Case Files: Sam & Twitch #1

Written by Marc Andreyko
Art by Scott Morse
32 pages, color
Published by Image Comics

When is a gimmick not a gimmick? In the case of writing, it’s when using it accentuates the storytelling ability instead of distracting from it. That’s the case Marc Andreyko and Scott Morse’s work on Case Files: Sam & Twitch. What might’ve been misused in lesser hands ends up being an extra kick to a good story by both creators.

Twitch is enjoying a day off, but it’s the start of a day that’s going in places he never saw coming. Before this series of events comes to a close, he’ll have attended a funeral for a family member, gone to jail… and those are only some of the stops in a new six-part story titled “Have You Seen Me?”

Andreyko has taken what looks to already be a gripping story and turned up the intensity by taking a non-standard storytelling technique. He’s divided up the entire story into thirds, and has all three playing out at once. The top third of the page is what happened first, the second third what happened as a result of the first story, and the bottom third what happened after that. Sound confusing? It’s not, thanks to Andreyko’s writing. Knowing how each strip’s story will end adds in a sense of dread; the anticipation isn’t wondering how it will end, but how it will get there. It’s a tough feeling to evoke, but Andreyko is able to give just enough information while holding the rest back to make it happen perfectly.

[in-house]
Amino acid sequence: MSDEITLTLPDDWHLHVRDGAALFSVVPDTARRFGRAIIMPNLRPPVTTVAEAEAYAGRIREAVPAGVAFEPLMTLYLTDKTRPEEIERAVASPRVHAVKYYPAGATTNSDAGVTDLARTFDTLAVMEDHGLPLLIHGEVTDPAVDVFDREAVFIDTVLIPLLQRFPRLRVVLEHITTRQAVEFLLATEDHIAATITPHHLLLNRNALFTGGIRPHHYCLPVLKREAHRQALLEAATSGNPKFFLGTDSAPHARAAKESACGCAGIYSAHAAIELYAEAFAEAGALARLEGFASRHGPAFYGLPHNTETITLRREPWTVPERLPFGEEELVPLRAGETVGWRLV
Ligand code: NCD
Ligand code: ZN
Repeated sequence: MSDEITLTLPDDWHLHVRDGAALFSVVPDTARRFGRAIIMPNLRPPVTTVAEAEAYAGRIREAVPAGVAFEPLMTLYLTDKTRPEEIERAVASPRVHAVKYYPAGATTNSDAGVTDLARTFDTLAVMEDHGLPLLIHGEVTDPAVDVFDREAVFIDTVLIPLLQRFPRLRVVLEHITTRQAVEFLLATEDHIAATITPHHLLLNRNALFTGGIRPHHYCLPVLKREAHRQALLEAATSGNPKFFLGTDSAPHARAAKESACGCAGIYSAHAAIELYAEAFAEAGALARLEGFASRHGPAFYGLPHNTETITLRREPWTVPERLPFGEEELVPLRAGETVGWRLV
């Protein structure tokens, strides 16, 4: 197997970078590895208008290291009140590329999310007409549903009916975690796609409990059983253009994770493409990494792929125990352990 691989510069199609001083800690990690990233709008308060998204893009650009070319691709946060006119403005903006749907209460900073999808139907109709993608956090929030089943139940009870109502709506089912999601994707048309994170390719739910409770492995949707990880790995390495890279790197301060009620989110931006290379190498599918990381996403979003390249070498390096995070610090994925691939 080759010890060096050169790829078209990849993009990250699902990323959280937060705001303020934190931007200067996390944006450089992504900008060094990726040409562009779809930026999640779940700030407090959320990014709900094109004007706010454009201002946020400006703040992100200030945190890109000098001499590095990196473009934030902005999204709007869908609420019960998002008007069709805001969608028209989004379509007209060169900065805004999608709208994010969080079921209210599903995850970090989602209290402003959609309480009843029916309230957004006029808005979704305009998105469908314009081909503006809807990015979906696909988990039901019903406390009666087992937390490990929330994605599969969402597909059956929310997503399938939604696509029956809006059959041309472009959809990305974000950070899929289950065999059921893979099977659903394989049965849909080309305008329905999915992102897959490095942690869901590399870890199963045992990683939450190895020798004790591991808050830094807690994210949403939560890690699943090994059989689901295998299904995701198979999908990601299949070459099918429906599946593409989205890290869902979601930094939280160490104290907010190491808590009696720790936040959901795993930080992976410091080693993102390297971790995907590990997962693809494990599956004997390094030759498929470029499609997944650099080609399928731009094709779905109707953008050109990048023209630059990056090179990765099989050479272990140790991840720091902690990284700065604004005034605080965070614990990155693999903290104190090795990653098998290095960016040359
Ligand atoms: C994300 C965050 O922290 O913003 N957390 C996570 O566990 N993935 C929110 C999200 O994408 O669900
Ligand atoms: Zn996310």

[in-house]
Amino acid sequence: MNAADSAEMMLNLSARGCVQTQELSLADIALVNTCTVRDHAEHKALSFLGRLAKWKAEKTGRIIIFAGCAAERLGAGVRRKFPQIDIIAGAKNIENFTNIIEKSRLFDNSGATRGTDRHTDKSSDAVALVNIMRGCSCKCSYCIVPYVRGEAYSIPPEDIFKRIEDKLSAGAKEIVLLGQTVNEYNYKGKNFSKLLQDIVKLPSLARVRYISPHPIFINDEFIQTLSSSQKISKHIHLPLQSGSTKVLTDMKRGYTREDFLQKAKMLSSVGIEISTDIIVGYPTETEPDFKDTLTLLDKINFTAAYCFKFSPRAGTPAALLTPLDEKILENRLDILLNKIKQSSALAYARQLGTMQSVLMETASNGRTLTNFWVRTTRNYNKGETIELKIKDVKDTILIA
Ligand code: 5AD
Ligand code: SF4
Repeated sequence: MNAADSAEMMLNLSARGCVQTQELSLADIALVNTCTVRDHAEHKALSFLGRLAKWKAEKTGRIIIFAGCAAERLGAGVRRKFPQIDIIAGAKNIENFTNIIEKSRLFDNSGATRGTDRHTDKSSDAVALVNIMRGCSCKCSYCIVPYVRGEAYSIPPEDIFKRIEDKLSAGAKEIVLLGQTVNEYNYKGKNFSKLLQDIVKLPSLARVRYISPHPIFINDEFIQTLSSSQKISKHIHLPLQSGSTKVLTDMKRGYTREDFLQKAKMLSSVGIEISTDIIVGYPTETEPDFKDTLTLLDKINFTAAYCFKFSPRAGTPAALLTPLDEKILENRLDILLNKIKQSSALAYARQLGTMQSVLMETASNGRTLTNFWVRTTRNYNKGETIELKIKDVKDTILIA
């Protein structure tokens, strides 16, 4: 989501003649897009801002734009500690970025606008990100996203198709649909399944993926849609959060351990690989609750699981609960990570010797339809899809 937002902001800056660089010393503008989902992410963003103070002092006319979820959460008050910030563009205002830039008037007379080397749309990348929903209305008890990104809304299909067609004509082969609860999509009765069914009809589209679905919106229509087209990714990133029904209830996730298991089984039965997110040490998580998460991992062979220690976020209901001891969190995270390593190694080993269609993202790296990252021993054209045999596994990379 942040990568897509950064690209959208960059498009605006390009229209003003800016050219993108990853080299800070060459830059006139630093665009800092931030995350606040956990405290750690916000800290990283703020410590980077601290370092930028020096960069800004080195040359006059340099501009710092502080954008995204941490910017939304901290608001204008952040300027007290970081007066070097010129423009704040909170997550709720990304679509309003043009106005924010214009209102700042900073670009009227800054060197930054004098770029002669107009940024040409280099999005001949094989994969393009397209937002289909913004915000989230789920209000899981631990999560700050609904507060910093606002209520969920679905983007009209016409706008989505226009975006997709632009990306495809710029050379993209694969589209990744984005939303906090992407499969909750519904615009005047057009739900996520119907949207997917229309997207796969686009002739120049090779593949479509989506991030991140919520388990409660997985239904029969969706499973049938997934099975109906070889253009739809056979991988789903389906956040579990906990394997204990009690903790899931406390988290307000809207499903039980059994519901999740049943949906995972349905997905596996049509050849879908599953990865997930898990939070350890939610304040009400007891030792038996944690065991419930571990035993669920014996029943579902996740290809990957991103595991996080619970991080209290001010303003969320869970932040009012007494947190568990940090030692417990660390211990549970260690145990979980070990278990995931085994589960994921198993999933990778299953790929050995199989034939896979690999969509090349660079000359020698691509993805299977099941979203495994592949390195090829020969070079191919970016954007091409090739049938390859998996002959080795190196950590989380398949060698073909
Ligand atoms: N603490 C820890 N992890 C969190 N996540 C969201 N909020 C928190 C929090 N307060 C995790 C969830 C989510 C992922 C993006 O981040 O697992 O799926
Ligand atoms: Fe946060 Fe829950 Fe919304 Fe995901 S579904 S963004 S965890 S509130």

Morse’s art has to instantly tell the reader what’s going on with Andreyko’s split story, and it succeeds marvelously. Each movie-style widescreen series of panels has its own distinct look; the middle strip painted full of reds, the top and bottom having Morse’s pencils and inks colored in differing palettes. I say that they’re in a movie-style format because that’s instantly what Morse’s art reminded me of. Each panel is a snapshot of the action, from group views of the entire scene to zoom-ins on specific elements. Because each page only has one moment of each of its three points in time, they need to be unusually expressive, and Morse pays off in spades.

Everything about Case Files: Sam & Twitch #1 screams strength. A tight script, expressive art, and high production values are all combined into one slick-looking book. It’s got a very cinematic feel, even down to the lettering style, and the final look is something that is slicker and more professional than most books being produced right now. If Andreyko and Morse can keep this up—and based on past works, I’m confident they will—this is going to be a book that will have people talking every month. Case Files: Sam & Twitch is a monthly series published by Image Comics.

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